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Introduction to Mindfulness
It is a pretty self-explanatory term: the mind is fully focused on the present moment and everything that is happening in the “now.”
It may seem like a trivial concept at first, but the deeper you think about it, the more aware you will become of how little we practice mindfulness in our everyday lives.
Humans have what is called “the monkey brain.” In other words, our thoughts jump from one matter to another, from a memory of the past to worry about the future, like a monkey hanging on branches.
This may seem like a harmless human trait, except that it is far from it.
Mindfulness is the cure for anxiety and opens the road to a happier life. It is an abstract concept, and the meaning of mindfulness is hard to explain, and at the same time, it is crucial to understand.
Below, we will try to convey its meaning by following the teachings of some of the most significant spiritual teachers the world knows of.
What is Mindfulness?
Most people live on autopilot.
When we allow ourselves to enter an autopilot mode, we are missing out being present in our lives.
Today’s hectic environment does not make it easy for people to stop themselves from slipping into autopilot.
However, living like this only means that we are obsessed with chasing deadlines and getting things done, instead of enjoying every moment of our lives.
Studies show that the more we let our thoughts wander, the more prone we are to stress, depression, and anxiety.
How to define mindfulness? This mindless state represents the opposite direction leading to prosperity, self-satisfaction, and bliss.
It means taking control of our focus and attention and placing all of it onto the present moment.
When talking about what is mindfulness, Osho said:
“Presence of mind is really a state of no-mind. You can call it mindfulness, awareness, or you can call it a state of no-mind. The words seem to be contradicting each other, but they are indicative of the same state. Presence of mind means to be in the present, to be spontaneous, to be available to whatsoever is happening right now. To be available to here and now is the presence of mind. But the only way to be available to here and now is not to be in the past, not to be in the future.”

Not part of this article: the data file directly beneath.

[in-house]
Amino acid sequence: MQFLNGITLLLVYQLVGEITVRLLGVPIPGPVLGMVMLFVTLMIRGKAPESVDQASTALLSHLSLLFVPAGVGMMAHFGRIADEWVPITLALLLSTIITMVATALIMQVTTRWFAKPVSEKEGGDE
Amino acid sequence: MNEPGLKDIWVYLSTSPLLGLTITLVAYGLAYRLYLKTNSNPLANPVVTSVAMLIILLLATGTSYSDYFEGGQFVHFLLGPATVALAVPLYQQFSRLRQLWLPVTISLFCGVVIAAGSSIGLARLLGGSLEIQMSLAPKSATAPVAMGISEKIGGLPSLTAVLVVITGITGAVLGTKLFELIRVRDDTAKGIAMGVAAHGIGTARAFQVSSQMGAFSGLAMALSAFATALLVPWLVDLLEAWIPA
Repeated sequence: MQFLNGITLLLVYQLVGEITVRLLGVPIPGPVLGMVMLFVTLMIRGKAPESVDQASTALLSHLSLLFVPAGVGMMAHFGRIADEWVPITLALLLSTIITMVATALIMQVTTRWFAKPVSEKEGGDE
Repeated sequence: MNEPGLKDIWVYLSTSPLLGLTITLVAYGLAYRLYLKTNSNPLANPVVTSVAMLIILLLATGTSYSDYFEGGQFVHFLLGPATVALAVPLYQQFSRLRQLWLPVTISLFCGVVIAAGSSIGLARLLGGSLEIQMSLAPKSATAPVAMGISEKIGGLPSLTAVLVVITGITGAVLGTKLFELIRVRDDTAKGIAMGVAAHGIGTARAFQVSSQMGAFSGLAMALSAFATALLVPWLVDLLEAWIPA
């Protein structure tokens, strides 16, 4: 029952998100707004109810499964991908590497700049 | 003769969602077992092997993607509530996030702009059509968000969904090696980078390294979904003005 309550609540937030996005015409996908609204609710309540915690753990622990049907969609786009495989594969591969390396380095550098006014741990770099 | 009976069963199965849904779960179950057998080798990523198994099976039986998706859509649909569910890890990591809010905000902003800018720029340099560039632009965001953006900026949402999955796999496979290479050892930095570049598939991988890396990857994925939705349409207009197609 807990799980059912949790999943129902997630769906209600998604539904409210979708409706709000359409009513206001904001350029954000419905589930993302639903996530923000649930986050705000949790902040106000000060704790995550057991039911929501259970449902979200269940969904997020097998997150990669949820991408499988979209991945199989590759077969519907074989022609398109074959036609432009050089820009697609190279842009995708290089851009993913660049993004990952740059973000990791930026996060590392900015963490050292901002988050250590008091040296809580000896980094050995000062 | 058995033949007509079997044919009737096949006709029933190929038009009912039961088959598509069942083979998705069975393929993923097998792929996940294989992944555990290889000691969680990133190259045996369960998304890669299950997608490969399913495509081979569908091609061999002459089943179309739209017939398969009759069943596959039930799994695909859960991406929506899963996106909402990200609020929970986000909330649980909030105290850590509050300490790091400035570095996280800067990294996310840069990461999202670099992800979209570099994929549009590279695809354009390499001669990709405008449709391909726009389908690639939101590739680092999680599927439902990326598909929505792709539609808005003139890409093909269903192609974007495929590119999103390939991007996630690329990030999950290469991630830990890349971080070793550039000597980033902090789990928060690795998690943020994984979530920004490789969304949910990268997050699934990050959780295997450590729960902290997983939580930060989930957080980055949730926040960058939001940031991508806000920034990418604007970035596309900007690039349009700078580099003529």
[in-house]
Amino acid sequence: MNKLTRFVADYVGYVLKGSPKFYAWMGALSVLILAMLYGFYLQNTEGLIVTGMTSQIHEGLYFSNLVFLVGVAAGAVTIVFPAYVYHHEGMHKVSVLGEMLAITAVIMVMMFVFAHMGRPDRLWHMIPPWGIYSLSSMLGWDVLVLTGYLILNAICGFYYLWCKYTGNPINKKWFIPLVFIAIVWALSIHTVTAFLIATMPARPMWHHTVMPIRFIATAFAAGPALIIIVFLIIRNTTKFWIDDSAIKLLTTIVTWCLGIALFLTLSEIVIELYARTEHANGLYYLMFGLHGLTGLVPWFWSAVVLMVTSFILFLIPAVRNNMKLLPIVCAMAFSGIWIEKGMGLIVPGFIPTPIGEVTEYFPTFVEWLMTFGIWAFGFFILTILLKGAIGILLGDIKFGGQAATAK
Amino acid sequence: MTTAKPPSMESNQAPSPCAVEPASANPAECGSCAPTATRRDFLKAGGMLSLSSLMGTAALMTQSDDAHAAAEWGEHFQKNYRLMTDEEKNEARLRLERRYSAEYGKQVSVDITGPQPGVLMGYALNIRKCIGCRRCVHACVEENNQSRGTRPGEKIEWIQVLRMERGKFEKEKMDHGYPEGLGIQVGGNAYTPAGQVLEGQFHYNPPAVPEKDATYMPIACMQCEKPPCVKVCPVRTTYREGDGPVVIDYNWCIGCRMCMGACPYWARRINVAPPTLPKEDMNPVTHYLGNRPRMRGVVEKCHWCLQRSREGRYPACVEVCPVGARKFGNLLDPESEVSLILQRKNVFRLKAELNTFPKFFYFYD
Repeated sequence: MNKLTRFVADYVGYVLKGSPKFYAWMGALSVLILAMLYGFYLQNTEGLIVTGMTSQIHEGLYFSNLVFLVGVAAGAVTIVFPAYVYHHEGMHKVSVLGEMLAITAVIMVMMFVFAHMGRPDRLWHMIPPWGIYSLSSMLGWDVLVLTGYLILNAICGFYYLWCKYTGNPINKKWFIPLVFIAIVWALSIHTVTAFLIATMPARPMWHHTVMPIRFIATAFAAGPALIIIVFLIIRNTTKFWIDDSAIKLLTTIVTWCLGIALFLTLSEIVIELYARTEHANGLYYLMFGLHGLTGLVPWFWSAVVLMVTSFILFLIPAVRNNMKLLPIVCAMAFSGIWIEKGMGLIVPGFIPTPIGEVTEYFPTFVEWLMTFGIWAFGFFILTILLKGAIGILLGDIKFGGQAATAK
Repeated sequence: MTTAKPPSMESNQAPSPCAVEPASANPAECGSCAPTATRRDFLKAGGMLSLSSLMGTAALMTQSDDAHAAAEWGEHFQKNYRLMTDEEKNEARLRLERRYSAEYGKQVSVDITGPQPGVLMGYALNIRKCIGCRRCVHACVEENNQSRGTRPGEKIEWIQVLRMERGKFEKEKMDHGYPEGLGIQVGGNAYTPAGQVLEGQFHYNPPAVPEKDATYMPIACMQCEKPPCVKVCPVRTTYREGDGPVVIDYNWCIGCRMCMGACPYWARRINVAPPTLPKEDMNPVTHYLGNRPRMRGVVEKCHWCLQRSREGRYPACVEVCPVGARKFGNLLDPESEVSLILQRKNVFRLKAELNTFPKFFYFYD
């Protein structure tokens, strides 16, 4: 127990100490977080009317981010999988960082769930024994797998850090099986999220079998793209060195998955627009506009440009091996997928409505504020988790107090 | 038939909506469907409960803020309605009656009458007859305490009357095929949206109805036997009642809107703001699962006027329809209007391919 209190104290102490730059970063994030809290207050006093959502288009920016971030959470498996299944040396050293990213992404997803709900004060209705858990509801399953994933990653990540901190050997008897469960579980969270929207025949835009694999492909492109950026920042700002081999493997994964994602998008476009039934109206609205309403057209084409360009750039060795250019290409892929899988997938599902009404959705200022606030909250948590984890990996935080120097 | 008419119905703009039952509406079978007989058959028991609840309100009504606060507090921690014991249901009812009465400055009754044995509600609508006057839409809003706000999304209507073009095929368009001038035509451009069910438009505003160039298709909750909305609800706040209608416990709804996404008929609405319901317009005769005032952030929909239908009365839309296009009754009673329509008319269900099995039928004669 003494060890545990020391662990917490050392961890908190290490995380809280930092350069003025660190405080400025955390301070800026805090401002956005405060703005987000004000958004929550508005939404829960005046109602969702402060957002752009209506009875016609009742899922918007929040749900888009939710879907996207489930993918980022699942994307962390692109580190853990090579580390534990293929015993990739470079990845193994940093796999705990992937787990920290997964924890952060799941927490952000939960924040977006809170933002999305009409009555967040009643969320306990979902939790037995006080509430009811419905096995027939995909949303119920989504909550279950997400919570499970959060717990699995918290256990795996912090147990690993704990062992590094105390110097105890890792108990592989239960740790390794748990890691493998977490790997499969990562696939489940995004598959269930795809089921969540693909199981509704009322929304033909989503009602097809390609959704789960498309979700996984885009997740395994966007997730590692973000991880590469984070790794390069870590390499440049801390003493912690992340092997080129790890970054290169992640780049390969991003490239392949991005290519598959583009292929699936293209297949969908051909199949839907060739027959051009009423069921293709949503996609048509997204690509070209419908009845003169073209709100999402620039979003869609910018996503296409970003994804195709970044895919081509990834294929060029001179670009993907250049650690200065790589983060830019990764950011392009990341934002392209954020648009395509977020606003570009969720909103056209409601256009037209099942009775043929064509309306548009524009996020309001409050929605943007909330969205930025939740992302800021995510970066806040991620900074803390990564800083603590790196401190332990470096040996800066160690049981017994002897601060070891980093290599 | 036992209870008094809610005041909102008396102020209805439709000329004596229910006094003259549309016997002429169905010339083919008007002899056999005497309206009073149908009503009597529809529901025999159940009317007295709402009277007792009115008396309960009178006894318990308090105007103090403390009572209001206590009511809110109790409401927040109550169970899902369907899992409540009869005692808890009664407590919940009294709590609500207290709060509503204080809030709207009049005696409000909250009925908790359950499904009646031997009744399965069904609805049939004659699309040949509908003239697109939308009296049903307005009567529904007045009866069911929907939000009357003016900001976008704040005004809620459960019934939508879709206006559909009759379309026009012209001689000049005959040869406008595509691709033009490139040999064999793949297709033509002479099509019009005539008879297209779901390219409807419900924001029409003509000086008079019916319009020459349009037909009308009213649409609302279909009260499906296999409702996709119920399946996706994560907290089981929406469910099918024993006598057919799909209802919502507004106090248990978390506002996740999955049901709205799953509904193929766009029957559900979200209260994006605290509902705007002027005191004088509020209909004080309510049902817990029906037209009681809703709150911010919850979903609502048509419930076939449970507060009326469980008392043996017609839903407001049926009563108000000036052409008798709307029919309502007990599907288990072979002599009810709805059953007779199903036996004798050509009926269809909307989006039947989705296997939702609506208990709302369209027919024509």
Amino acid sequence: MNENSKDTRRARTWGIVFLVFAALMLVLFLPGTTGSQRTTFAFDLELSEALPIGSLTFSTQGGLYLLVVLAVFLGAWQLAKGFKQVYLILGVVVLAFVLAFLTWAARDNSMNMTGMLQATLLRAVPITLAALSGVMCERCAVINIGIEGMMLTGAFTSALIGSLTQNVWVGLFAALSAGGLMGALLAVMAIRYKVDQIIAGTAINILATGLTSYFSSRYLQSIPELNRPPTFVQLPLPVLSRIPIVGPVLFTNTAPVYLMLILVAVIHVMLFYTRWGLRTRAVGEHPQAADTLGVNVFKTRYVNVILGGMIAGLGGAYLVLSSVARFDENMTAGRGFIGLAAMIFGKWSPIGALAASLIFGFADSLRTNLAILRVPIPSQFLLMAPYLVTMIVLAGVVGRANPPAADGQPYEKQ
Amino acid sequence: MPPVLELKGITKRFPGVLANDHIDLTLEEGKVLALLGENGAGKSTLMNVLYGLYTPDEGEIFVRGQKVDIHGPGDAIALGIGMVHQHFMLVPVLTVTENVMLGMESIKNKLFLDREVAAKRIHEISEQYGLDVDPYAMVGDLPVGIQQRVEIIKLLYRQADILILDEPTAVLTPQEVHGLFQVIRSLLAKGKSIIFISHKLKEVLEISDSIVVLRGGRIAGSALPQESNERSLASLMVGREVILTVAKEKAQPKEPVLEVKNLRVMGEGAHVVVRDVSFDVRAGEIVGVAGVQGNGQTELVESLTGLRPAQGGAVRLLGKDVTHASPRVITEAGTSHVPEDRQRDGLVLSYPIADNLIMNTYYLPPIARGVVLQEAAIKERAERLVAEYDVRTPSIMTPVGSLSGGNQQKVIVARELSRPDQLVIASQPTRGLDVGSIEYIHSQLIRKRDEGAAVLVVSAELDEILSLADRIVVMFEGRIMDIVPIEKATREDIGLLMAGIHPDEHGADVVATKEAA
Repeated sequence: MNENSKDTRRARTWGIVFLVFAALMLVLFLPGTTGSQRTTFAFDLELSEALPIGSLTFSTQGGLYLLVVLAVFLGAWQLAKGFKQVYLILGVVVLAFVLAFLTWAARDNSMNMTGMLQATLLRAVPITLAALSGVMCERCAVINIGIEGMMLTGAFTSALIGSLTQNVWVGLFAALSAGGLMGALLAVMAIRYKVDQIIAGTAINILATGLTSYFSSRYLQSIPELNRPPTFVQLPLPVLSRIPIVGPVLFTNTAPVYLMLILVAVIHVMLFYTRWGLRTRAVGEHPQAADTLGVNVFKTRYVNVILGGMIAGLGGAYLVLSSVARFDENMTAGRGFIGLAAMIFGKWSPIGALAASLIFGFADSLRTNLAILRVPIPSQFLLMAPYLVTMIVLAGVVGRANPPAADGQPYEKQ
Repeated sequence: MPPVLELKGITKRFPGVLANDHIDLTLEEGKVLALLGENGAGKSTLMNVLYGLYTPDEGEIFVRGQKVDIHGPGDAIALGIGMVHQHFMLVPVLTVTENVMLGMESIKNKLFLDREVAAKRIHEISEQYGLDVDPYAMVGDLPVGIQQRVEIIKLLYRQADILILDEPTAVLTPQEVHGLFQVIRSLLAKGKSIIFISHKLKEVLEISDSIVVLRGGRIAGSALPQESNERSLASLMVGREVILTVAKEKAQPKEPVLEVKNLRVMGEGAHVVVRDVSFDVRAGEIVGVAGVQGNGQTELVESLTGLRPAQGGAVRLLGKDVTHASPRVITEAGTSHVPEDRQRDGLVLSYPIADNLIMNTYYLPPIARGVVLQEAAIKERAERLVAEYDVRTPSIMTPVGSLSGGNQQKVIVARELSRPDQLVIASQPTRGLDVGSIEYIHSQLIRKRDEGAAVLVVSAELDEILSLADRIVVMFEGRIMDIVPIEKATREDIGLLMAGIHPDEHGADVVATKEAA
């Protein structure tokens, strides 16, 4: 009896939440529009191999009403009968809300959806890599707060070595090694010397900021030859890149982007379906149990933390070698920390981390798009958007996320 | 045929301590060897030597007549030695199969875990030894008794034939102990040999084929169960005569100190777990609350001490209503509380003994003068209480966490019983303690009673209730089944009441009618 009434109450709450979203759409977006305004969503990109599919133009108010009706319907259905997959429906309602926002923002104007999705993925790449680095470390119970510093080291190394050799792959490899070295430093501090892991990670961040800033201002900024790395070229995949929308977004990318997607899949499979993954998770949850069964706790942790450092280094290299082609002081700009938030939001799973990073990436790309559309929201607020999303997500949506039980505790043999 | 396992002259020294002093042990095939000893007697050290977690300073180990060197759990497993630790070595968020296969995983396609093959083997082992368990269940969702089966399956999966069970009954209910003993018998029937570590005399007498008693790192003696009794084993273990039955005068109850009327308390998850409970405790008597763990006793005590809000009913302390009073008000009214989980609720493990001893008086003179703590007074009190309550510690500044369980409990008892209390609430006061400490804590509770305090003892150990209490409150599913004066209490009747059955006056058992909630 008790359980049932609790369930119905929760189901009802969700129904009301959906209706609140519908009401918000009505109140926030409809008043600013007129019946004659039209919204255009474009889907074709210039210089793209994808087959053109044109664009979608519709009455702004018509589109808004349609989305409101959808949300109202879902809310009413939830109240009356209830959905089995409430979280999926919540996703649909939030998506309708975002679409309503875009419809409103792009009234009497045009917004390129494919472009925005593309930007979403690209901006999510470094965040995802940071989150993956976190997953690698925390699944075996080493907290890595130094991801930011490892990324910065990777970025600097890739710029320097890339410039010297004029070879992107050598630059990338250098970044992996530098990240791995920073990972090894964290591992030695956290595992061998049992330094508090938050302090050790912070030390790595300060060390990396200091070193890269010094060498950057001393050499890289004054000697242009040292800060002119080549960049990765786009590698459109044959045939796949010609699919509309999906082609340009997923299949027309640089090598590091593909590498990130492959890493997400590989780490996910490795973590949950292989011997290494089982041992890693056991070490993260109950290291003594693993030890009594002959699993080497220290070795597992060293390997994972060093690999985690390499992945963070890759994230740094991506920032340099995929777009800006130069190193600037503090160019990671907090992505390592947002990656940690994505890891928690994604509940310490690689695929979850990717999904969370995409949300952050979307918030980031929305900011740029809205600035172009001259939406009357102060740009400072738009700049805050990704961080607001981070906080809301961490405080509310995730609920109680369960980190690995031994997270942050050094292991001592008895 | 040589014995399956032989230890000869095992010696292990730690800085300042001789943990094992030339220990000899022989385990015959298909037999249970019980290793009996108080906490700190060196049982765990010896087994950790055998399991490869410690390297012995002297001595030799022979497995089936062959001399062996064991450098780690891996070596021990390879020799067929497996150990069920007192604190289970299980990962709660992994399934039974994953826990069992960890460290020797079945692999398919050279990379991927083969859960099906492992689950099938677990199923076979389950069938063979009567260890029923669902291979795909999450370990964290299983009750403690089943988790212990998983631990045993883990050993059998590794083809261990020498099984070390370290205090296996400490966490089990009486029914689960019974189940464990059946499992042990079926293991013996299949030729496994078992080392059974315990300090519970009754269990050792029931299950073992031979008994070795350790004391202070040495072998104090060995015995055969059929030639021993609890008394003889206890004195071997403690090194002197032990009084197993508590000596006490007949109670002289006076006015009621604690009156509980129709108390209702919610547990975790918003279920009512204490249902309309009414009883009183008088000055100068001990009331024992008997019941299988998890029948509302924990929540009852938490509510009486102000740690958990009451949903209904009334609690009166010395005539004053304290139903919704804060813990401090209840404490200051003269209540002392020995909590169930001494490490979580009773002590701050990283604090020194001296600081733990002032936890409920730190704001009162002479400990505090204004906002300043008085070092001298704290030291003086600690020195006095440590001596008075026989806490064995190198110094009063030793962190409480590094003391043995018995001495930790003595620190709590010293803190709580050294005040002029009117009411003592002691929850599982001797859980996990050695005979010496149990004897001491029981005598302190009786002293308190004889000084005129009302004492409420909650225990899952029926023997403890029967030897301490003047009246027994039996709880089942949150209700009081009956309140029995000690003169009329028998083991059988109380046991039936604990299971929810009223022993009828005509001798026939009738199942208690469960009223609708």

As we can notice, Osho places the attention to accentuating the importance of the present moment.
Eckhart Tolle agrees, stating that
“Awareness is the greatest agent for change.”
Furthermore, Jon Kabat Zinn defines mindfulness as:
“Paying attention; On purpose, in the present moment, and non-judgmentally.”
This short definition shows us the other two crucial components of the concept, aside from the focus on the present moment: on purpose and non-judgment.
In other words, mindfulness is a purposeful act.
We have to consciously decide to shift our attention to what is.
In order not to get stuck in our own thoughts, we need to become observers of what is happening inside our head, without any judgment.
Thich Nhat Hanh teaches that:
“Feelings, whether of compassion or irritation, should be welcomed, recognized, and treated on an absolutely equal basis; because both are ourselves.“